• Programme Director: Cde Minister Lindiwe Sisulu
• The Mlangeni and Ledwaba Families, Aunt Priscilla, Maureen, Sylvia and Sello, grandchildren and great grandchildren;
• Veterans of liberation struggle, Alliance Leadership;
• Leaders of the African National Congress (ANC) and the Alliance;
• Leaders from the political sector; trade union sector; business sector; legal sector; professional bodies; civil society; media;
• Stalwarts; youth leaders; youth;
• Trustees of the June and Andrew Mlangeni Foundation
• Fellow compatriots;

We gather here to commemorate the life and memory of our late father, uncle, grandfather, brother and dear leader, Isitwalandwe Seaparankoe Comrade Andrew Mokete Mlangeni.

96 years ago today, during a church feast at the Mlangeni home, in Matjeteng, Matia and Aletta were blessed with a set of twins – a daughter they named Emma, and a son they named Andrew Moeti Mokete.

We thank his parents, his siblings, his wife, his children, and his grandchildren for sharing Oom Andrew with us. We were blessed to have him in our midst, leading us by the sheer force of example.

A special word of gratitude goes to Mme Mathotse Mlangeni for her strong mental constitution and resilience of spirit, which is aptly captured in Bertolt Brecht’s, “Lullabies”.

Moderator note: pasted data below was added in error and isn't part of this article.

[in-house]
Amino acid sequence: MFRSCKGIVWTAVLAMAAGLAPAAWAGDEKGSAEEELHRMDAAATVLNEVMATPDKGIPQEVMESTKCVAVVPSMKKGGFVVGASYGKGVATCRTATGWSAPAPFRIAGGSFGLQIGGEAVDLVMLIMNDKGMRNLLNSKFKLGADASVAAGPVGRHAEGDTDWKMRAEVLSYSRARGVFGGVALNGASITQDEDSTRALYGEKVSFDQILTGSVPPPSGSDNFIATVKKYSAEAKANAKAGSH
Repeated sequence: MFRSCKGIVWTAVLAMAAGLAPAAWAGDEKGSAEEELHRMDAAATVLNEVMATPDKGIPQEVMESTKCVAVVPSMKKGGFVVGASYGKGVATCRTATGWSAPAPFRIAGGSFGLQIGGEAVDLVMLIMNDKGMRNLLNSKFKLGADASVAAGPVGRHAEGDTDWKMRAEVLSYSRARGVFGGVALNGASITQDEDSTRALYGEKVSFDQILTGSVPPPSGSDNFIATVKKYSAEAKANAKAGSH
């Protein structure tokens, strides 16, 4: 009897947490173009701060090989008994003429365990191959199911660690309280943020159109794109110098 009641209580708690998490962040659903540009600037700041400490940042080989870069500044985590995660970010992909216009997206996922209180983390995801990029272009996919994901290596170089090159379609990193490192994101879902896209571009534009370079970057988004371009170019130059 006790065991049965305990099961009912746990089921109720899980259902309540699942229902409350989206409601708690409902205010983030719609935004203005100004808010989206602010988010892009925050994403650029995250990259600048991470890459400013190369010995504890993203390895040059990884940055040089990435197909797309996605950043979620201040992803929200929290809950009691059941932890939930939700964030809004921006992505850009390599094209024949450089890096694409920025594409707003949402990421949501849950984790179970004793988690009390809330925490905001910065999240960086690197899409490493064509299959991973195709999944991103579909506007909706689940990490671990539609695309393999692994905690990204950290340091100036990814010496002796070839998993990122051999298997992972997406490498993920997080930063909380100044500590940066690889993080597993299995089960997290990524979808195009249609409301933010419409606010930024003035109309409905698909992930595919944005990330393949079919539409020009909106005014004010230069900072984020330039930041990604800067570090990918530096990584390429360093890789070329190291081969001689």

It reads in part as follows: 

“When I carried you in my body
There was no hope anywhere
And I often said: it’s an evil world
That’s waiting for the one I bear.

I gave you birth, when birth was
A dangerous thing to give
When it was brave to conceive you
And a battle to let you live.

And so, my son, stay close to your own people
So your power, like the dust, will spread to every place.
You, my son, and I and all our people
Must stand together till there are no longer two unequal
Classes to divide the entire human race.”

This cradle song finds resonance of feeling in the hearts of mothers across all generations and is often recited whenever moments of despair are contrasted by the virtues of hope and promise.

As individuals and as a civilization, there is an age-old question that causes us to ponder into the distance of night, wondering and planning, curious and cautious. We ask of ourselves: what have I left in this world that will be remembered when I am gone? We ask of humanity: what have we contributed to the ethical advancement of society that will be valued and preserved for generations to come?

It could be said that even the most honest man would want to leave “something” behind:
– For some the desire is to leave wealth and assets for their loved ones.
– For others it is their name branded on street signs.
– But, for the late Isitwalandwe Seaparankoe Andrew Mokete Mlangeni, it was far more than any of these worldly trappings, it was an heirloom of life’s most precious lessons and the wisdom to know how to act upon them.

Comrade Andrew Mlangeni was concerned for his fellow comrades with a deep sense of empathy. This scarce and admired quality tells us of the solidarity, courage, and selflessness of Comrade Andrew and his generation of leaders. Through his devotion, Comrade Andrew represented and personified a higher calling that went beyond the petty notion of “I”, “me”, and “myself”. Comrade Andrew was the embodiment of true service and commitment to the people and the ideals of a “better life” for all as enshrined in the supreme law of our land – The Constitution.

Programme Director,